At the moment, the study of hallucinogens as possible treatments for mental illness is in an early, exciting stage — partly because the U.S. government has, for decades, blocked off many promising avenues of exploration. It can be hard to keep up, which is why an All Things Considered segment by Jon Hamilton about the current state of ketamine research that aired yesterday is so helpful.
As Hamilton notes, psychiatrists started noticing a bit more than a decade ago that ketamine, which has been routinely used as an anesthetic in emergency-room settings for a long time, seems to offer remarkable potential as an antidepressant. “A number of small studies have found that ketamine can do something no other drug can: it often relieves even suicidal depression in a matter of hours in patients who have not responded to other treatments,” explains Hamilton. That could be because the drug targets a neurotransmitter called glutamate, while “traditional” antidepressants like Prozac act on serotonin. This different approach works wonders for some people: It’s not for nothing that the American Psychiatric Association just released a consensus statement arguing that there is “compelling evidence that the antidepressant effects of ketamine infusion are both rapid and robust, albeit transient.”
The “transient” aspect of this treatment is a challenge, Hamilton notes. The “effect tends to wear off after a few days or weeks, meaning patients need repeated infusions to keep depression at bay.” Still, given that the drug is targeting people with some of the scariest, most dangerous forms of depression, that seems to be a price patients and doctors alike are willing to pay.
It’s easy to see why when you read patient accounts, like this one from a conversation New York Magazine’s Claire Landsbaum had with “Ted,” who has received ketamine infusions for his severe depression, last year.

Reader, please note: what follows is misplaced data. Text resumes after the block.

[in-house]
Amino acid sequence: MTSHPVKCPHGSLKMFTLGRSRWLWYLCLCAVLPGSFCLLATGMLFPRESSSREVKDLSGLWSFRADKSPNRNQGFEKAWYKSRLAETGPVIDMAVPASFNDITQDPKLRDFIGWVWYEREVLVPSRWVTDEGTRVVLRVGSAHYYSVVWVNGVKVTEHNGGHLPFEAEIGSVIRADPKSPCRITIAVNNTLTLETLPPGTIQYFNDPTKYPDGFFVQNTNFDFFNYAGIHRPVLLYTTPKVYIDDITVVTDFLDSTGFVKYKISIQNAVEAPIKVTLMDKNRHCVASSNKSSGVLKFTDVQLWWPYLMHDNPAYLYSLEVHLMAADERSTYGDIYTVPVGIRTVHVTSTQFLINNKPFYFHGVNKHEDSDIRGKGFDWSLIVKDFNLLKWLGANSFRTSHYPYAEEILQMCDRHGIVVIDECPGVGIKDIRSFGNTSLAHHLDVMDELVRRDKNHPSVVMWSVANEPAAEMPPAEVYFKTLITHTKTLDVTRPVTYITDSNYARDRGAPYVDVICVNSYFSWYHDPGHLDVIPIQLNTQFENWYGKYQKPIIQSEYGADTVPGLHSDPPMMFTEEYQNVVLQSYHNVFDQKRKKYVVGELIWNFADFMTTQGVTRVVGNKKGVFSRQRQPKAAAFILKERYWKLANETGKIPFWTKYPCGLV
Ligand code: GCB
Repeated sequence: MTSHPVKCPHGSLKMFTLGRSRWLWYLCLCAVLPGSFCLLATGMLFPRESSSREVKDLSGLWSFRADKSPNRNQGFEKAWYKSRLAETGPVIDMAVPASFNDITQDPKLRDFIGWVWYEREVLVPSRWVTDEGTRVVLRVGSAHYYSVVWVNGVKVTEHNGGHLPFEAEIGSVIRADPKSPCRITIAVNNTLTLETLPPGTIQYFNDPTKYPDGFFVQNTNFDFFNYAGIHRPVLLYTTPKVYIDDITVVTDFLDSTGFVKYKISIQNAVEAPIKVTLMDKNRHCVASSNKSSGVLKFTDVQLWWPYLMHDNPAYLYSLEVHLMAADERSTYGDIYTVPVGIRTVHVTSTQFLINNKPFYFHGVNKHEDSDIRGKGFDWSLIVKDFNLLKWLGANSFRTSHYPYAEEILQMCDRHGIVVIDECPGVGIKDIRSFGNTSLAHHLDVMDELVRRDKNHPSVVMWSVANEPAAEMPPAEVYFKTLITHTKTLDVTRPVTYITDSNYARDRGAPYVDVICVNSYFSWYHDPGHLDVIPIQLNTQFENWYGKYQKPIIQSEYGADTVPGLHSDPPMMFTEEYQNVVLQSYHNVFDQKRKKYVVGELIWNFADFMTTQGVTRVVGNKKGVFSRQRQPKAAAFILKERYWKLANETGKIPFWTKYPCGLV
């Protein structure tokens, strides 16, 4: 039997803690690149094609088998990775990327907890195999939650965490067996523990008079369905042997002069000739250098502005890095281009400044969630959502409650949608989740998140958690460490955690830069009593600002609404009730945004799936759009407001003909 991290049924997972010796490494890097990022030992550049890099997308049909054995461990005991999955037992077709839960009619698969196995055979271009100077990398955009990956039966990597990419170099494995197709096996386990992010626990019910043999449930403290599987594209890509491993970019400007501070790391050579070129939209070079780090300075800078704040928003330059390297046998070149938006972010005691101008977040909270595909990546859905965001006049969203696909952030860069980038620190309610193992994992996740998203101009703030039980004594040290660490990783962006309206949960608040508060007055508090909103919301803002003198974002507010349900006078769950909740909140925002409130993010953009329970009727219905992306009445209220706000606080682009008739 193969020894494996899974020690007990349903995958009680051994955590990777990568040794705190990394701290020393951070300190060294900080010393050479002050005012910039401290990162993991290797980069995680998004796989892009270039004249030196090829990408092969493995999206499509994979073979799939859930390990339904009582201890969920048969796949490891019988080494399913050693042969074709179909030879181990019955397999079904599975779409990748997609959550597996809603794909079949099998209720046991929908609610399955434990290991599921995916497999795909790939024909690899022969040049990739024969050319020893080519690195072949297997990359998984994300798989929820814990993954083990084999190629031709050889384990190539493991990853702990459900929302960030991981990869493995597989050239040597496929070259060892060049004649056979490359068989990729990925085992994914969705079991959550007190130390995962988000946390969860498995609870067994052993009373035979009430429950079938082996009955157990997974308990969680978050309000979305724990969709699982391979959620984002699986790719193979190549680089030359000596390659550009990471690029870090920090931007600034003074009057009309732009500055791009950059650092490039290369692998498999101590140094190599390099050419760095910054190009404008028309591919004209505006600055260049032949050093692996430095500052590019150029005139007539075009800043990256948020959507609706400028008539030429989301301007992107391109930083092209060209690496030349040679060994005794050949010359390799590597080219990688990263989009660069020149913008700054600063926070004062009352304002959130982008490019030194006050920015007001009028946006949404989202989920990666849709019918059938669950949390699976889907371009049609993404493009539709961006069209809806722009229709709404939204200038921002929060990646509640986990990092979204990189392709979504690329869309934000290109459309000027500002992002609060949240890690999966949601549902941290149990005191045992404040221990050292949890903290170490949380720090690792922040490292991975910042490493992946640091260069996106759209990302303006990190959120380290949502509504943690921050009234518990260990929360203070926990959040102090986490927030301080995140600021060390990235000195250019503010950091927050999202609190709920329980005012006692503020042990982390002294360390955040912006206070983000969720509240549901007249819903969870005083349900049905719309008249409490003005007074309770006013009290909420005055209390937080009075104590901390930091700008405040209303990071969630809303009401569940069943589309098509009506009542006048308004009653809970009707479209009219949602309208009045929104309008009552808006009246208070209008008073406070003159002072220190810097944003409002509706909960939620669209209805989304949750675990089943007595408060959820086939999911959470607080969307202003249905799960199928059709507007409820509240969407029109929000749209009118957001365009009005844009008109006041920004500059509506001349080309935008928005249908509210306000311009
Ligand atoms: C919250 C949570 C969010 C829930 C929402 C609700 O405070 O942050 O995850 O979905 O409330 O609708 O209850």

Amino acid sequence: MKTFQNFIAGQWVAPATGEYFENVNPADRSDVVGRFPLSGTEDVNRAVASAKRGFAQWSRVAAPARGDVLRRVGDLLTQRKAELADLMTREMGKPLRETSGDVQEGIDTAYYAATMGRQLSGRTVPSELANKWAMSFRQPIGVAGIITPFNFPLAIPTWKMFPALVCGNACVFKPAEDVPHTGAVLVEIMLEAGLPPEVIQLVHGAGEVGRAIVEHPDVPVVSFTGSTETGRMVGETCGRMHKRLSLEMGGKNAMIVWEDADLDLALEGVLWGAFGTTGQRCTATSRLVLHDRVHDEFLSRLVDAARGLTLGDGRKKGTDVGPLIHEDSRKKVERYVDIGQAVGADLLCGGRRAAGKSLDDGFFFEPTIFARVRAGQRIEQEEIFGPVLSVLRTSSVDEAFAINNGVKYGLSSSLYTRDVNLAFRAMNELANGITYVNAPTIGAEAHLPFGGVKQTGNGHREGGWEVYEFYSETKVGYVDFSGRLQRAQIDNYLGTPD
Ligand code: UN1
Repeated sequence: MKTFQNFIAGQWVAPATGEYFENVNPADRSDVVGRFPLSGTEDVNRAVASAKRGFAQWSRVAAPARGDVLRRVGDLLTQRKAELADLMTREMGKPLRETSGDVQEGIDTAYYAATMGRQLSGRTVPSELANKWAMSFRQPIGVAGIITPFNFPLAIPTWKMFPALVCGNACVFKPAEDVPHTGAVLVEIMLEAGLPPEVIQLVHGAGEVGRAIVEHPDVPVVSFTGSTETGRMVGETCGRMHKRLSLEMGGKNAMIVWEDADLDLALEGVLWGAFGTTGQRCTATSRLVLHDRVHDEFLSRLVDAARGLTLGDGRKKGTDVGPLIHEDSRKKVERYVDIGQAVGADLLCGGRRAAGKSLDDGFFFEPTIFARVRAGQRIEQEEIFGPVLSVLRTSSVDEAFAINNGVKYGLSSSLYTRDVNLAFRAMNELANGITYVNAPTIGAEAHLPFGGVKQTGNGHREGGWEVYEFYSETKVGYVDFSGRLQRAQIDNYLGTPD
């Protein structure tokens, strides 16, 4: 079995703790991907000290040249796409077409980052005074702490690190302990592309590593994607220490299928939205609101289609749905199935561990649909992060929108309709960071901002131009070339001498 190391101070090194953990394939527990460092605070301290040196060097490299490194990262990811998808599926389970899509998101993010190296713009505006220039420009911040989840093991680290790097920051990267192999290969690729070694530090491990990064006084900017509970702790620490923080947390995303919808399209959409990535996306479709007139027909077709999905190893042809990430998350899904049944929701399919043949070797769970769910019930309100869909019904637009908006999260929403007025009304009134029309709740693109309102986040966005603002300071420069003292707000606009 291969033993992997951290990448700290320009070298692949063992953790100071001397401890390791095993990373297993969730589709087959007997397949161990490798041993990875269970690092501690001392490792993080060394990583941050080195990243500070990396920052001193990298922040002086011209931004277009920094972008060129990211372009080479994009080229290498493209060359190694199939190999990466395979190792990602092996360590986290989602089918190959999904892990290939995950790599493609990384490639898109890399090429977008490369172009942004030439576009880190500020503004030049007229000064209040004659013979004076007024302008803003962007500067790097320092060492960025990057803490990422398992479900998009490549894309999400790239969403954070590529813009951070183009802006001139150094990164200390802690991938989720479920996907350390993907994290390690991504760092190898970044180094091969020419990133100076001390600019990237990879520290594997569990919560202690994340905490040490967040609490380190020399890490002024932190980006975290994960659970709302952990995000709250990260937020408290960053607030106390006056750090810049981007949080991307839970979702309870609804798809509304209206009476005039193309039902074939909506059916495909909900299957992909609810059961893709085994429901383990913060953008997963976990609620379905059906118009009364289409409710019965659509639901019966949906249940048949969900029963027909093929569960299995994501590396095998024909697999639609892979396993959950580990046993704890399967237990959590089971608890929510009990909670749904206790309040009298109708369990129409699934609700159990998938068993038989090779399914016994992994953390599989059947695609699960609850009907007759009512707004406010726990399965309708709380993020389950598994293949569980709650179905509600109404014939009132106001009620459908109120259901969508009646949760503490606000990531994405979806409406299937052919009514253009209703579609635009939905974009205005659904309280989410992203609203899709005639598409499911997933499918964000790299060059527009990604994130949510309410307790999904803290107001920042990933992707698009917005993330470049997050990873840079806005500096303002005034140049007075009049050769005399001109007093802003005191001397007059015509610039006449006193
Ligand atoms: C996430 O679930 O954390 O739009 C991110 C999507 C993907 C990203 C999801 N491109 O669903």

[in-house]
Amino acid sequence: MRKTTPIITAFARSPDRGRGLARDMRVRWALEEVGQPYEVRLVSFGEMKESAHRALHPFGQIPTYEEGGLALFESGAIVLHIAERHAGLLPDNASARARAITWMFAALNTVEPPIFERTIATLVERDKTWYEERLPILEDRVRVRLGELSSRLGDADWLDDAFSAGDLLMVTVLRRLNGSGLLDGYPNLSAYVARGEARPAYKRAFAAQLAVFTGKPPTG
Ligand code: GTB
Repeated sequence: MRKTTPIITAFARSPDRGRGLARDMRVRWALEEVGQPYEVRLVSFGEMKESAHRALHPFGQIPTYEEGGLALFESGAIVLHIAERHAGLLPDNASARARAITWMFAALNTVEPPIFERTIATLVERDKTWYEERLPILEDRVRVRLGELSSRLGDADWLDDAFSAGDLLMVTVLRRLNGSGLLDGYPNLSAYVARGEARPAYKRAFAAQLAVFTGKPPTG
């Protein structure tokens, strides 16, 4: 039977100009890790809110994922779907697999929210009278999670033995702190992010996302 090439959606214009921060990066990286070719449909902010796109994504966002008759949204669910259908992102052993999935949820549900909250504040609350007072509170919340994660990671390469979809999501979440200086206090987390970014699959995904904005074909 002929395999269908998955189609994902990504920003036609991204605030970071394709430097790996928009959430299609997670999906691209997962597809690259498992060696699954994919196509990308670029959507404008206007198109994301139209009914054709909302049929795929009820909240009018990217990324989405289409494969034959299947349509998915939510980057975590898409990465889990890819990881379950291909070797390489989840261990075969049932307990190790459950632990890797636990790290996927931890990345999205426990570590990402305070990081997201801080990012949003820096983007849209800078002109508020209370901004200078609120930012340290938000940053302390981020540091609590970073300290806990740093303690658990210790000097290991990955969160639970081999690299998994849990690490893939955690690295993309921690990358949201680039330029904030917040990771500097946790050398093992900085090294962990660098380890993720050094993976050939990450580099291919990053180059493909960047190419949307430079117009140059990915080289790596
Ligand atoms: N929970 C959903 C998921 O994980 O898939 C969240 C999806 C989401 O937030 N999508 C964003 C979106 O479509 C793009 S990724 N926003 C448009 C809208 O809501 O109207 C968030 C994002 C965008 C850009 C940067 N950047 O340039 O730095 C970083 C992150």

I am such a skeptic. I went in thinking, I’m going to watch this fail. You think you’ve seen depression? I’ll show you depression. I had completely steeled myself for disappointment. But a lot of this was motivated by desperation — I was willing to try almost anything at that point, and it sounded a lot more appealing than electroconvulsive therapy… [Afterward,] what I notice most is the silence. There’s a mental quiet — none of the continuous self-assessment, being completely certain of failure, being so certain that I’m not to going enjoy something I’ve been looking forward to for the last four months. It’s a much more peaceful place to be. It doesn’t make me feel happy; it just makes me feel not bad. It brings me back to homeostasis — to where I imagine the rest of the world lives. It gives me the ability to experience [the world] as it is rather than as a tarnished toiletbowl.
All the usual caveats apply: Anecdotes aren’t data, placebo effects are always a possibility, etcetera. But it isn’t normal for the normally staid psychiatric establishment to express this much excitement over a treatment for an often intractable and deadly condition — it’s a sign that it’s time to start bigger, more rigorous, and demanding trials. Which is exactly what it sounds like is going to happen.